Carozza coi cavalli
signora mamma, mio core sta mal!
Carozza coi cavalli.
Ohimè ch’io moro, ohimè!
Cossa lassee alle vostre sorelle
figliol, mio caro fiorito e gentil?
Cossa lassee alle vostre sorelle?
La dote per maritarle
signora mamma, mio core sta mal!
La dote per maritarle.
Ohimè ch’io moro, ohimè!
Cossa lassee alli vostri servi
figliol, mio caro fiorito e gentil?
Cossa lassee alli vostri servi?
La strada d’andà a messa
signora mamma, mio core sta mal!
La strada d’andà a messa.
Ohimè ch’io moro, ohimè!
Cossa lassee alla vostra dama
figliol, mio caro fiorito e gentil?
Cossa lassee alla vostra dama?
La forca da impicarla
signora mamma, mio core sta mal!
La forca da impicarla.
Ohimèèèè ch’io mooooooro, ohiiiiiiiimè!

Monica Bassi & Bandabrian the version from the Veneto (sorrowful interpretation and beautiful black and white images)

La Piva dal Carner (later become BEV, Bonifica Emiliana Veneta), 1995. The Emilia version. Here the protagonist is a gallant knight named Enrico

Musicanta Maggio (Emilia area) in which also a dog dies poisoned for eating a piece of eel.

Angelo Branduardi in Futuro Antico III

Piva del Carner
Dov’è che sté ier sira, fiól mio Irrico?
Dov’è che sté ier sira, cavaliere gentile?
Sun ste da me surèla, mama la mia mama
sun ste da me surèla che il mio core sta male.
Che t’à dato da cena, fiól mio Irrico?
Che t’à dato da cena, cavaliere gentile?
Un’anguillina arosto, mama la mia mama
un’anguillina arosto che il mio core sta male.
Dove te l’ha condita, fiól mio Irrico?
Dove te l’ha condita, cavaliere gentile?
In un piattino d’oro, mama la mia mama
in un piattino d’oro che il mio core sta male.
Che parte è stè la tua, fiól mio Irrico?
Che parte è stè la tua, cavaliere gentile?
La testa e non la coda, mama la mia mama
la testa e non la coda che il mio core sta male.
Andè a ciamèr al prete, mama la mia mama
andè a ciamèr al prete che il mio core sta male.
Sin vot mai fèr dal prete, fiól mio Irrico?
sin vot mai fèr dal prete, cavaliere gentile?
Mi devo confessare, mama la mia mama
Mi devo confessare, che il mio core sta male
m’avete avvelenato mama la mia mama
m’avete avvelenato e il mio core sta male.
english translation from here
The will of the poisoned man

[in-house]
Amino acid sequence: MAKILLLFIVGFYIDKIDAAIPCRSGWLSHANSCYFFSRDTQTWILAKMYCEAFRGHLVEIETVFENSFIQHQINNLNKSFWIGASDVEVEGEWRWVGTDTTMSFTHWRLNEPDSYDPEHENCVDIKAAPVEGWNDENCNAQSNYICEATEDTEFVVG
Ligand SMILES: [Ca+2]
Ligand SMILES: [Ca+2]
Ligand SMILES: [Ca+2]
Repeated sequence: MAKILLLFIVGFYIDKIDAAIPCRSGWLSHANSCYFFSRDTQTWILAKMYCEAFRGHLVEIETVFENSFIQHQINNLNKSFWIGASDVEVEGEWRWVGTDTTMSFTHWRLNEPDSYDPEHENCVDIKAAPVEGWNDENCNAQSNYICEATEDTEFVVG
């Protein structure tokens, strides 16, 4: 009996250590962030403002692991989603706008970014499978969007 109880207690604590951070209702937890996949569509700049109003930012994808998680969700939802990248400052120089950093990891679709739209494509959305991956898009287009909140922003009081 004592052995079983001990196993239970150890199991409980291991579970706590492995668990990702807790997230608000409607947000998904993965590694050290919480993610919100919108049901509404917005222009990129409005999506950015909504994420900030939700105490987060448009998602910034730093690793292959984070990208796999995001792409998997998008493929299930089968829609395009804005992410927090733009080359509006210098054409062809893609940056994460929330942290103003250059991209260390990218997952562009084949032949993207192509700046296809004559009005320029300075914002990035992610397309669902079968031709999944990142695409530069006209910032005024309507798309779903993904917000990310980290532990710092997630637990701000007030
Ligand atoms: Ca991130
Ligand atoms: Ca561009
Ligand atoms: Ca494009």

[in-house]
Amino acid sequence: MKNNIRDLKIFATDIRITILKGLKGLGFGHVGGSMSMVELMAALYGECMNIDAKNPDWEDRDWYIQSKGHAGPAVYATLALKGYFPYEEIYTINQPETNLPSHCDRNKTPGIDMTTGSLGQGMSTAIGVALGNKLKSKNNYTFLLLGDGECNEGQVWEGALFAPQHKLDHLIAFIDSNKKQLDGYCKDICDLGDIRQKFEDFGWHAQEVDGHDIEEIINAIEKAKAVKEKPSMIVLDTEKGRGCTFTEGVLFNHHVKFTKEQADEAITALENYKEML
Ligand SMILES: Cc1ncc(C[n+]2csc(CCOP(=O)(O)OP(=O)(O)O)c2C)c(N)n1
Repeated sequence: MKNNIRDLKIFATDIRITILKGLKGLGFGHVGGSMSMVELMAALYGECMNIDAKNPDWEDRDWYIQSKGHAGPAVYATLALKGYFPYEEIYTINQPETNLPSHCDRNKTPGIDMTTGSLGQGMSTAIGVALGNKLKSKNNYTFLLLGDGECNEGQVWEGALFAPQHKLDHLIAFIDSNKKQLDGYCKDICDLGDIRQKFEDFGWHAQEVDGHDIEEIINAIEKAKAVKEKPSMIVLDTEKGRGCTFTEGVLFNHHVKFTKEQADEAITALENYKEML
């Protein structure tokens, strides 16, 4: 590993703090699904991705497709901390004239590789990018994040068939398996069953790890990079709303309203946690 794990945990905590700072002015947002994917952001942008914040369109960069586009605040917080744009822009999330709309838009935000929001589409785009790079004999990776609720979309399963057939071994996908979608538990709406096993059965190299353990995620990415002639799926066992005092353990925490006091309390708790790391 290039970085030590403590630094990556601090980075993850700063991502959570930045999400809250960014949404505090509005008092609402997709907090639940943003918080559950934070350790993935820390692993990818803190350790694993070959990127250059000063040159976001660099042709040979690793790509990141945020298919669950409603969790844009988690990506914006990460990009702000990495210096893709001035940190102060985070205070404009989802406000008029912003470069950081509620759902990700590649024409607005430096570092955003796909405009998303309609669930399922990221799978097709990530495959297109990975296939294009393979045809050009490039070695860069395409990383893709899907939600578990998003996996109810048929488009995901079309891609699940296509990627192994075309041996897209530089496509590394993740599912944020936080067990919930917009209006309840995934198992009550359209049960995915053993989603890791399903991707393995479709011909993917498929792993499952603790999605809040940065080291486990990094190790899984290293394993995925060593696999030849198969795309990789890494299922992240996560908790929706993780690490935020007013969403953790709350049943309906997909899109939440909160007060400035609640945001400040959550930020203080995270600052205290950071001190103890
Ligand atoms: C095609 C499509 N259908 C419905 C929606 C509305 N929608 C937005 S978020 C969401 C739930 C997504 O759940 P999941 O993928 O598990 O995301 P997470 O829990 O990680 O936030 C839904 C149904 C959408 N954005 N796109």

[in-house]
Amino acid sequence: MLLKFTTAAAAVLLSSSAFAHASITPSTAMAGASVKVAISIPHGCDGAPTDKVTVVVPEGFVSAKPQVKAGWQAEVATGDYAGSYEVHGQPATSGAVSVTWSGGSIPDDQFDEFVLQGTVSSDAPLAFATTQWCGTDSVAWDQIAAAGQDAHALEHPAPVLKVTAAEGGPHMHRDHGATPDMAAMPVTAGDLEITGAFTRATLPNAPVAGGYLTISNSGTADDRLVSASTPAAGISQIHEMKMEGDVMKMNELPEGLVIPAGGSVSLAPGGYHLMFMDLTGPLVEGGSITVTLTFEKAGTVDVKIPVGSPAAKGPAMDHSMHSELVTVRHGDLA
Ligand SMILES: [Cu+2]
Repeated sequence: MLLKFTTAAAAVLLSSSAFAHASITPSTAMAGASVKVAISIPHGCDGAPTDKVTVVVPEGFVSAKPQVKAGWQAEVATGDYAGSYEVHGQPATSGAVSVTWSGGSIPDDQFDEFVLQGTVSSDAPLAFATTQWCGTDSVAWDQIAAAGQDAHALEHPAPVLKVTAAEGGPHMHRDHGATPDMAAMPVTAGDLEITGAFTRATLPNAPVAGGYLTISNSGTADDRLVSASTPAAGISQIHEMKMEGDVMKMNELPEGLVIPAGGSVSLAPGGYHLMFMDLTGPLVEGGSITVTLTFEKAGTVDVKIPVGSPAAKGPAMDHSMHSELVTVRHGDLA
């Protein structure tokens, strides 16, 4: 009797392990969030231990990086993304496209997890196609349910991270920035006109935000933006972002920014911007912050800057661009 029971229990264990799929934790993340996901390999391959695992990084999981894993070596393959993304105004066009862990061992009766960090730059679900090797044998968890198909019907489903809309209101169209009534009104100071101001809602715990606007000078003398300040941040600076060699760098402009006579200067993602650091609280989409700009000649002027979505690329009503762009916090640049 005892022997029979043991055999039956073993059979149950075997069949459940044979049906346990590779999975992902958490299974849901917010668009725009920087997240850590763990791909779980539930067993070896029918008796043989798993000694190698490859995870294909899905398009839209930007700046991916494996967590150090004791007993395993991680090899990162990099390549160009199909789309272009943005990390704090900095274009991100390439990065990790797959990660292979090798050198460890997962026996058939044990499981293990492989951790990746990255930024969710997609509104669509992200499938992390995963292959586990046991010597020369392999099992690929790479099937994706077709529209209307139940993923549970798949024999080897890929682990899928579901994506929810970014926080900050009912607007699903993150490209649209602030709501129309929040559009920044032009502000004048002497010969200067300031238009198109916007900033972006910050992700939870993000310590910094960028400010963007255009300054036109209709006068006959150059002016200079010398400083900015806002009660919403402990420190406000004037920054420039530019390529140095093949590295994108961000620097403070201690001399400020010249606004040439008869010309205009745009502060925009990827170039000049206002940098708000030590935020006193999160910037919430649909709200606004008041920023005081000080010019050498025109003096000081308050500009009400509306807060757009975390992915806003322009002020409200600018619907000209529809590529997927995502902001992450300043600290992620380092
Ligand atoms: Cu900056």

Where were you yesterday evening, my son Enrico?
Where were you, o gentle knight?
I went to see my sister, o mother
I went to see my sister and my heart is sick.
What did she give you for dinner, Enrico my son?
What did she give you for dinner, o gentle knight?
A small roasted eel, o mother
A small roasted eel and my heart is sick.
Where did she prepare it, my son Enrico?
Where did she prepare it, o gentle knight?
In a gold saucer, o mother
In a gold saucer, and my heart is sick.
Which part was yours, Enrico my son?
Which part was yours, o gentle knight?
The head and not the tail, o mother
The head and not the tail and my heart is sick.
Go call the priest, o mother
Go call the priest and my heart is sick.
Wherefore do you need the priest, Enrico my son?
Wherefore do you need the priest, o gentle knight?
I must be confessed, o mother
I must be confessed, and my heart is sick.
You poisoned me, o mother
You poisoned me and my heart is sick.


Beware the brown-haired woman

Leggi in italiano

One of the most popular ballads in the Anglo-American Balladry (second only to Barbara Allen) is collecterd by professor Child at number 73, with the title “Lord Thomas and Annet“.
Some scholars believe that the story (a kind of gothic fable) narrates the same love triangle of “William and Margaret” (Child #74) with the protagonist who instead of committing suicide prefers to go to church to kill her rival. As a Shakespeare’s tragedy, the murdered victims immediately become three. Depending on the version it is the blonde to kill the brown, or vice versa, but it is still the brown bride to be killed by her husband!


A Lord recommended by his family marries a rich landowner, although his heart beats for another woman. On the wedding day the rival also comes to church and insults the bride who, in a fit of mad jealousy, kills her and is herself killed by the Lord (who commits suicide soon after).
While today the story would have developed in twelve episodes of a TV series with revenges and counter-revenges (just to name one, Revenge) in the Middle Ages with forty stanzas they entertained the public on an evening at the castle.
The oldest versions are found in Scotland (or perhaps in England), but the origin of the ballad is certainly even more Nordic and the signal in this sense comes from the physical connotation of the bride: a woman with black hair. In a light-haired population such as the Norse, the foreign element that carries negativity is the dark, the principle of all evil. The ballad then spread to the British Isles and America following the Scottish and Irish migrations.

A variant of the story sees two twin sisters separated from birth struggling with a man who subdues the blonde one, taking her as a concubine, and marries the other for her rich dowry. Anna kidnapped by a knight becomes her lover and generates various children. At the time of celebrating the wedding, however, the Lord prefers to turn to a woman of noble birth (and with a rich dowry) and relegates Anna to the rank of servant. The two women, however, on the same night of the wedding discover that they are sisters, the marriage is canceled and she returns home leaving the dowry to the lost sister. ( Child #62)

Finally, again on the subject of sisters, the very popular Cruel Sister, in which, out of jealousy, the brown sister drowns the blonde one and she is accused by a magical harp of her misdeed. (see)